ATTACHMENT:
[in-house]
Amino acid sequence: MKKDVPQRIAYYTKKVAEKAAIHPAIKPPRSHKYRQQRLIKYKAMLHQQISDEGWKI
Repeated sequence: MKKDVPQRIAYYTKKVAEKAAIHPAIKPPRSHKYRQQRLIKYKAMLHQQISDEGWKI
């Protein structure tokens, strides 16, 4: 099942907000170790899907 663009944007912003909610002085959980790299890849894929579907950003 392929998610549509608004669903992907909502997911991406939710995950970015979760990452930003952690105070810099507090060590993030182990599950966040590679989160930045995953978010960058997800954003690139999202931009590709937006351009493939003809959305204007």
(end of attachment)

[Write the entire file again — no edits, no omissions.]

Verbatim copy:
[in-house]
Amino acid sequence: MKKDVPQRIAYYTKKVAEKAAIHPAIKPPRSHKYRQQRLIKYKAMLHQQISDEGWKI
Repeated sequence: MKKDVPQRIAYYTKKVAEKAAIHPAIKPPRSHKYRQQRLIKYKAMLHQQISDEGWKI
């Protein structure tokens, strides 16, 4: 099942907000170790899907 663009944007912003909610002085959980790299890849894929579907950003 392929998610549509608004669903992907909502997911991406939710995950970015979760990452930003952690105070810099507090060590993030182990599950966040590679989160930045995953978010960058997800954003690139999202931009590709937006351009493939003809959305204007």